If you bought a lottery ticket but didn't scratch it, would you start spending your jackpot? Of course, you wouldn't -- you need to know whether or not you actually won something first.
For a lot of direct marketers -- Internet marketers especially -- they're spending their winnings before they know if they won because they're not validating or grading the leads they're getting.
Lead generation websites and other direct marketing techniques can bring lots of inquiries, but many of those inquiries are not actual sales leads. They're things like customer service requests, incomplete form submissions or even wrong numbers. However, too many direct marketers lump all inquiries under the same category and think they're generating far more useful leads than they really are. Ultimately, they're putting their resources into the wrong places.
The greater the lead quality, the more likely the sales or closure rate.
The following presentation illustrates just how crucial lead validation can be for Internet marketing campaigns -- or any other type of direct marketing effort. Without the complete picture of who your true sales leads are and where they're coming from, you won't be able to make the most of your campaign or optimize it to drive greater improvements. Follow this advice and you won't fall into the trap of spending your winnings before you know whether or not you've actually won.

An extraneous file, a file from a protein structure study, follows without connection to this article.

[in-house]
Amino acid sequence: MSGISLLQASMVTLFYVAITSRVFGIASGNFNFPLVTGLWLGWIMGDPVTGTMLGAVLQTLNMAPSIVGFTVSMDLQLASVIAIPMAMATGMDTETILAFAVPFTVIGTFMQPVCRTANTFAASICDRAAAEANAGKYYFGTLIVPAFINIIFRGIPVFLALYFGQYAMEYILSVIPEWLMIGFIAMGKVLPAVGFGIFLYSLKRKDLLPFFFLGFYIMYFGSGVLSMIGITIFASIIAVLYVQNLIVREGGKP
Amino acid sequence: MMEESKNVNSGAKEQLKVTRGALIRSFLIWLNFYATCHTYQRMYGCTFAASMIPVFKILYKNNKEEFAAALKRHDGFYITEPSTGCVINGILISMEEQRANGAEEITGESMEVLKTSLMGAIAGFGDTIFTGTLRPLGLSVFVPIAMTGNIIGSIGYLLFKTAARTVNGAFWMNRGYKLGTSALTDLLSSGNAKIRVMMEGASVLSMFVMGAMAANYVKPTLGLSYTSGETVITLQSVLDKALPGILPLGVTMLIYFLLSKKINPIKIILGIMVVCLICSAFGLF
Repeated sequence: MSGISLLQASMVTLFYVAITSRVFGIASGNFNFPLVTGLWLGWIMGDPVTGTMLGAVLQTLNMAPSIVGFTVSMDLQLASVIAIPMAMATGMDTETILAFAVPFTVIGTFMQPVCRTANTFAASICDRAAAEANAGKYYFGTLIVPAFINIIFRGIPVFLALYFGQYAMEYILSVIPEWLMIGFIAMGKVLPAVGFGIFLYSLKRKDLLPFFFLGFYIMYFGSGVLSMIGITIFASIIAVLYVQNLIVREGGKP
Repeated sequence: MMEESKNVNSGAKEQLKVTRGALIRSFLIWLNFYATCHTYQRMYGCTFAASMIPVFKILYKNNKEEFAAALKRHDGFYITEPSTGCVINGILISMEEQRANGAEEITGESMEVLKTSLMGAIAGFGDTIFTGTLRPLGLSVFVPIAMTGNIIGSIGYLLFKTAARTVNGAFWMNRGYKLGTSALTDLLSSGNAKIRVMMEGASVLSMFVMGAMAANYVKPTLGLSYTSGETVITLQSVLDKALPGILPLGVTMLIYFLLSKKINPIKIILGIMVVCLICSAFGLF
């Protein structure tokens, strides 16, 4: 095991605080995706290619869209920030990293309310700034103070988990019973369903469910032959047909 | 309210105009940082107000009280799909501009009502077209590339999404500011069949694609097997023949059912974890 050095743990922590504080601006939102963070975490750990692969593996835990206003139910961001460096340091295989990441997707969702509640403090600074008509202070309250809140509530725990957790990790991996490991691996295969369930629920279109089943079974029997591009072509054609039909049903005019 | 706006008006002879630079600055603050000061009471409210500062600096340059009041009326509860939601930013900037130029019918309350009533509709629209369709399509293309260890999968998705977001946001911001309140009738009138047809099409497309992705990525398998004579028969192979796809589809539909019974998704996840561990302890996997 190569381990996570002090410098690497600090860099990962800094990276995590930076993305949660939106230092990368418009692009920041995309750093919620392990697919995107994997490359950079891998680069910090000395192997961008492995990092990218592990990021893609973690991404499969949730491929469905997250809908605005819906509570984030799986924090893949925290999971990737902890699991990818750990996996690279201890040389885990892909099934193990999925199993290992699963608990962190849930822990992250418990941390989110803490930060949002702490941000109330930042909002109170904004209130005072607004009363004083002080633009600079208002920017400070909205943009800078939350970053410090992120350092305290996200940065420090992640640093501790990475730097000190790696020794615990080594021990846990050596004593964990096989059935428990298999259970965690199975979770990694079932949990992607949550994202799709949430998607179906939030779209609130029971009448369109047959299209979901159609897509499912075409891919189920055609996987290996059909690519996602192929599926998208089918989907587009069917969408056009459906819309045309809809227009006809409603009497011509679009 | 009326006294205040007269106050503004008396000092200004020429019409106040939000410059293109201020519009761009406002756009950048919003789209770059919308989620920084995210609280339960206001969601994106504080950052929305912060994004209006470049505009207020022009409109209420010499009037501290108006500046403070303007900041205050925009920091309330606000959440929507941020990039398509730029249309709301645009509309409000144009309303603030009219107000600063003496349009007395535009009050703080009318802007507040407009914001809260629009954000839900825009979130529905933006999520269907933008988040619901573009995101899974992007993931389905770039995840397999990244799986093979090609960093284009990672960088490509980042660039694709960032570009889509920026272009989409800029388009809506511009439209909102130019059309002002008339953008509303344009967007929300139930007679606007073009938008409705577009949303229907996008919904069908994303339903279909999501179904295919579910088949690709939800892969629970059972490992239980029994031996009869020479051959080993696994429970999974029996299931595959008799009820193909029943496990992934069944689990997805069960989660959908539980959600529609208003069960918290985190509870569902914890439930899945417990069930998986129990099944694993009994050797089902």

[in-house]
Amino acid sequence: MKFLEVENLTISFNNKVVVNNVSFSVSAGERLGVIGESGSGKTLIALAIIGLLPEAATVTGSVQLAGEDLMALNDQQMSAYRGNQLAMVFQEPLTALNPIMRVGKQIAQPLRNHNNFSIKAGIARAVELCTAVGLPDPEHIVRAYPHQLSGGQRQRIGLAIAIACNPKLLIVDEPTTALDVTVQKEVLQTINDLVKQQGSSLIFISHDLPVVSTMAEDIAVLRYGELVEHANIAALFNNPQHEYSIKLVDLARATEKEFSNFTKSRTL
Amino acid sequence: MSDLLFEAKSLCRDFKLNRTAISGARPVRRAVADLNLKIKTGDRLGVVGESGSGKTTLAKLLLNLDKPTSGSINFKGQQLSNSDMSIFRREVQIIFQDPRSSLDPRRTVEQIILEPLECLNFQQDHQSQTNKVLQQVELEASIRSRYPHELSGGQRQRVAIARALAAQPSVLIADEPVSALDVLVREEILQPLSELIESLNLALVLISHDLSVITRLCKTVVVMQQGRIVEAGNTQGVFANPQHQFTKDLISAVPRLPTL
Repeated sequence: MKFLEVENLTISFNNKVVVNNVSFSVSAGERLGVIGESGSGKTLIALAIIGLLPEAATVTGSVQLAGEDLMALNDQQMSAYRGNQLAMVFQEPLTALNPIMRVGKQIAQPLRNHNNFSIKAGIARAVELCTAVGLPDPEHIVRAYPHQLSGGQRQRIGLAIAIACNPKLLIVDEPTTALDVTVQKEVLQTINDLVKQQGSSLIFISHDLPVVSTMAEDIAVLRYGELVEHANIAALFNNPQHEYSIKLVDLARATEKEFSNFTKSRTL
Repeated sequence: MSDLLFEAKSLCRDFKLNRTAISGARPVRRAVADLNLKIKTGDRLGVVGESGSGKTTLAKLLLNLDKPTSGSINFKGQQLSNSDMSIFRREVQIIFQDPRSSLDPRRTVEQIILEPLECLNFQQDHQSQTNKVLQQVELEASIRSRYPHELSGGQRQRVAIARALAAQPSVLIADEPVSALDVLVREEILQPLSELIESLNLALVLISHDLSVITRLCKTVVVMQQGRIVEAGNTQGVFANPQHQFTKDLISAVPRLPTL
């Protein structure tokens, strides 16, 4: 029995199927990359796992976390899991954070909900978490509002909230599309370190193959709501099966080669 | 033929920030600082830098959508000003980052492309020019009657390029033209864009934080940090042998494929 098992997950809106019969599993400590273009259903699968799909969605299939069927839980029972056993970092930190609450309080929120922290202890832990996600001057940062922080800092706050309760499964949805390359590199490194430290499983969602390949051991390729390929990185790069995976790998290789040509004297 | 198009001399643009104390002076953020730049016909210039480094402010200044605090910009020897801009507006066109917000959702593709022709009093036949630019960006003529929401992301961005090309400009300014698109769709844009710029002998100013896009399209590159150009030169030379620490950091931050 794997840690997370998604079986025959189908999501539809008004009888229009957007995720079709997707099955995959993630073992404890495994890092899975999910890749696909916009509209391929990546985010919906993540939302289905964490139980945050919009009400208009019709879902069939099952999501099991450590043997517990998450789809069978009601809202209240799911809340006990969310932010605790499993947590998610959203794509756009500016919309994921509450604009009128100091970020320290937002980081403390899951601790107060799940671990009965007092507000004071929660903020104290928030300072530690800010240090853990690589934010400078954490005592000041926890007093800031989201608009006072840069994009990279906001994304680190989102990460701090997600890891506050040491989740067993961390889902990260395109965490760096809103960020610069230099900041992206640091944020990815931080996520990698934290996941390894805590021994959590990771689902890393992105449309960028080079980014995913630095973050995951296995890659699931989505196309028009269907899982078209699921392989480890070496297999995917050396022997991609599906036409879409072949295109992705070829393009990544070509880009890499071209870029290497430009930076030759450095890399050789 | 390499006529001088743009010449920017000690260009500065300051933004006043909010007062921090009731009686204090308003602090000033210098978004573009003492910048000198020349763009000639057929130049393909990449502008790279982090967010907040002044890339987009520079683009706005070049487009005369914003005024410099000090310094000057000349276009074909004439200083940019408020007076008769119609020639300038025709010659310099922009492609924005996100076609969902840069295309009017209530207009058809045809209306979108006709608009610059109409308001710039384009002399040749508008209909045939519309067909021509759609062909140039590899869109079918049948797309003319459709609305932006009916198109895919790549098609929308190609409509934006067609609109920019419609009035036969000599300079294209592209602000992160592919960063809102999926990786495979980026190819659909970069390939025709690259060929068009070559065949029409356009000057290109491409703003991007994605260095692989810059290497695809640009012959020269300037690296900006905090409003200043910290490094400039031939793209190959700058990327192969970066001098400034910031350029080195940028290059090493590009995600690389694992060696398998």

The following slides from Aaron Wittersheim, Chief Operating Officer at Internet marketing agency Straight North, focuses on Internet marketing and improving sales results with an effective Internet response validation system. He also reveals some interesting statistics that will prove useful to all marketers.
I think that the above slide review misses a critical strategy in the lead validation process. To be a true sales lead that survives the validation process, those leads should prove a predisposition to buying the product or service.
Cost per sale and not the cost per lead should drive your lead generation strategy.
Sales lead validation must go beyond the described validation process. It's not enough to know that the lead represents true interest in your offering. The cost per qualified lead is defined as a lead that will likely convert to a sale.
For example, if a validated lead cost $10 each in a given channel or mix of channels, then a sales conversion rate of 10% equals a cost of $100 per sale. Simply put, if one in 10 leads turns up a sale, then the cost per sale is $100.
Don't drive your program based on the $10 cost per lead. Expand or reduce your lead generation budget based on the cost per sale to $100 – assuming that CPS achieves your ROI requirements.
One client was generating over 700 B2B leads to month while converting less than one contract per month. This was unacceptable. All it did was frustrate the sales team.
Let me know your thoughts on the lead validation process and how you would modify it.